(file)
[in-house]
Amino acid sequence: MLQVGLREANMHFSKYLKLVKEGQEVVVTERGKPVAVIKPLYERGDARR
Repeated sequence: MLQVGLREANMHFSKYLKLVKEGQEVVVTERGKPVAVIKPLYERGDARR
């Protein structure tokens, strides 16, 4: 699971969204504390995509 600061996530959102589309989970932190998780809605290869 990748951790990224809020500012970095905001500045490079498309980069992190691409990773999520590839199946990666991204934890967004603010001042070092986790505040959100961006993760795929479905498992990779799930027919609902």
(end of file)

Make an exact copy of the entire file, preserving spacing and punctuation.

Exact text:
[in-house]
Amino acid sequence: MLQVGLREANMHFSKYLKLVKEGQEVVVTERGKPVAVIKPLYERGDARR
Repeated sequence: MLQVGLREANMHFSKYLKLVKEGQEVVVTERGKPVAVIKPLYERGDARR
């Protein structure tokens, strides 16, 4: 699971969204504390995509 600061996530959102589309989970932190998780809605290869 990748951790990224809020500012970095905001500045490079498309980069992190691409990773999520590839199946990666991204934890967004603010001042070092986790505040959100961006993760795929479905498992990779799930027919609902």